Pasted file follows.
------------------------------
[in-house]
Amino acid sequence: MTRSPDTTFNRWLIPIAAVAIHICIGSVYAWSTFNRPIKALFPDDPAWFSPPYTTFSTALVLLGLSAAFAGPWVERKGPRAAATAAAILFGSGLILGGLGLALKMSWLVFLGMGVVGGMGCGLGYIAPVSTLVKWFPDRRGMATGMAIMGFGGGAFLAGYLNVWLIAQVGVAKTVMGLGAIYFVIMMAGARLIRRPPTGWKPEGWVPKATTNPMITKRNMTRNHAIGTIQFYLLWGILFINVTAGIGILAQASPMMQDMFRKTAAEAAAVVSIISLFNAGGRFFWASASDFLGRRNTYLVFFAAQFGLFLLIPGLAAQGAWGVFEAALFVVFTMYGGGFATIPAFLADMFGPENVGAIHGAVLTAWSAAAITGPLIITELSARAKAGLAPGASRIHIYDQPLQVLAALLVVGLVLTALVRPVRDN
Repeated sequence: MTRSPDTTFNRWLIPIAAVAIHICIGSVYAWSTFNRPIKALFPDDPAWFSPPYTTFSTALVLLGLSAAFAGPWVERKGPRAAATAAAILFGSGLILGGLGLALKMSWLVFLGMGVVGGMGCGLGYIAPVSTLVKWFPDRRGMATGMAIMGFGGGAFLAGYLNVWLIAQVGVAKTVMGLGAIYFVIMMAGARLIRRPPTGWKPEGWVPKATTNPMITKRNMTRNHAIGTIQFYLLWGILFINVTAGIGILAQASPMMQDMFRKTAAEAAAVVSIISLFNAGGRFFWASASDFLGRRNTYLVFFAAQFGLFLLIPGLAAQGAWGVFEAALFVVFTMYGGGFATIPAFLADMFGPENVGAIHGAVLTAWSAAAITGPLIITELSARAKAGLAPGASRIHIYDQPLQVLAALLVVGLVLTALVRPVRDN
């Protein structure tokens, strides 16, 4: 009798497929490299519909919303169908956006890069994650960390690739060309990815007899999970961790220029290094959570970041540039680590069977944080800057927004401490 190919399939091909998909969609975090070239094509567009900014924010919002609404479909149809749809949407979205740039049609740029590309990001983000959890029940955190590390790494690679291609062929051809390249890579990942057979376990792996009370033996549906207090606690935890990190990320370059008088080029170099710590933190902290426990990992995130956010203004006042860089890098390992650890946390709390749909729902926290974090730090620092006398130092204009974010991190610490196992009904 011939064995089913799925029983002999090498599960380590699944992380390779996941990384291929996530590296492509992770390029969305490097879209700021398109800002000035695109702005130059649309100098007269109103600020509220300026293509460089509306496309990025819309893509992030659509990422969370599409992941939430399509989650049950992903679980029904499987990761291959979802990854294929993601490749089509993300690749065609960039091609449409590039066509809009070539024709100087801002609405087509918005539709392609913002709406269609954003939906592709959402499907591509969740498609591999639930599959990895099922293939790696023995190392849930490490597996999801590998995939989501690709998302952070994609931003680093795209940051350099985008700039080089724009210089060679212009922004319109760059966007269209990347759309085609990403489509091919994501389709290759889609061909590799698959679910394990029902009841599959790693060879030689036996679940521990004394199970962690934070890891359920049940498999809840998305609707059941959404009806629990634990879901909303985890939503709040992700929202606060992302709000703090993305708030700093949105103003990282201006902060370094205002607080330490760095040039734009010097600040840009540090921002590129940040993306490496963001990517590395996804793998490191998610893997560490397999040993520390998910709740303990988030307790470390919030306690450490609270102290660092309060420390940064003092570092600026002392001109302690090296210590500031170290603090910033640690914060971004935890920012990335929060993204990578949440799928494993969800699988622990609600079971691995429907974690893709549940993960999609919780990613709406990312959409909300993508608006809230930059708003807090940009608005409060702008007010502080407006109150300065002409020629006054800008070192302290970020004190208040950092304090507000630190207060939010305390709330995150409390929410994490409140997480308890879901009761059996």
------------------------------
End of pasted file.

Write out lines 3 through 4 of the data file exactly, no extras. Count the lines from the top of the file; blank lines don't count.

Repeated sequence: MTRSPDTTFNRWLIPIAAVAIHICIGSVYAWSTFNRPIKALFPDDPAWFSPPYTTFSTALVLLGLSAAFAGPWVERKGPRAAATAAAILFGSGLILGGLGLALKMSWLVFLGMGVVGGMGCGLGYIAPVSTLVKWFPDRRGMATGMAIMGFGGGAFLAGYLNVWLIAQVGVAKTVMGLGAIYFVIMMAGARLIRRPPTGWKPEGWVPKATTNPMITKRNMTRNHAIGTIQFYLLWGILFINVTAGIGILAQASPMMQDMFRKTAAEAAAVVSIISLFNAGGRFFWASASDFLGRRNTYLVFFAAQFGLFLLIPGLAAQGAWGVFEAALFVVFTMYGGGFATIPAFLADMFGPENVGAIHGAVLTAWSAAAITGPLIITELSARAKAGLAPGASRIHIYDQPLQVLAALLVVGLVLTALVRPVRDN
């Protein structure tokens, strides 16, 4: 009798497929490299519909919303169908956006890069994650960390690739060309990815007899999970961790220029290094959570970041540039680590069977944080800057927004401490 190919399939091909998909969609975090070239094509567009900014924010919002609404479909149809749809949407979205740039049609740029590309990001983000959890029940955190590390790494690679291609062929051809390249890579990942057979376990792996009370033996549906207090606690935890990190990320370059008088080029170099710590933190902290426990990992995130956010203004006042860089890098390992650890946390709390749909729902926290974090730090620092006398130092204009974010991190610490196992009904 011939064995089913799925029983002999090498599960380590699944992380390779996941990384291929996530590296492509992770390029969305490097879209700021398109800002000035695109702005130059649309100098007269109103600020509220300026293509460089509306496309990025819309893509992030659509990422969370599409992941939430399509989650049950992903679980029904499987990761291959979802990854294929993601490749089509993300690749065609960039091609449409590039066509809009070539024709100087801002609405087509918005539709392609913002709406269609954003939906592709959402499907591509969740498609591999639930599959990895099922293939790696023995190392849930490490597996999801590998995939989501690709998302952070994609931003680093795209940051350099985008700039080089724009210089060679212009922004319109760059966007269209990347759309085609990403489509091919994501389709290759889609061909590799698959679910394990029902009841599959790693060879030689036996679940521990004394199970962690934070890891359920049940498999809840998305609707059941959404009806629990634990879901909303985890939503709040992700929202606060992302709000703090993305708030700093949105103003990282201006902060370094205002607080330490760095040039734009010097600040840009540090921002590129940040993306490496963001990517590395996804793998490191998610893997560490397999040993520390998910709740303990988030307790470390919030306690450490609270102290660092309060420390940064003092570092600026002392001109302690090296210590500031170290603090910033640690914060971004935890920012990335929060993204990578949440799928494993969800699988622990609600079971691995429907974690893709549940993960999609919780990613709406990312959409909300993508608006809230930059708003807090940009608005409060702008007010502080407006109150300065002409020629006054800008070192302290970020004190208040950092304090507000630190207060939010305390709330995150409390929410994490409140997480308890879901009761059996």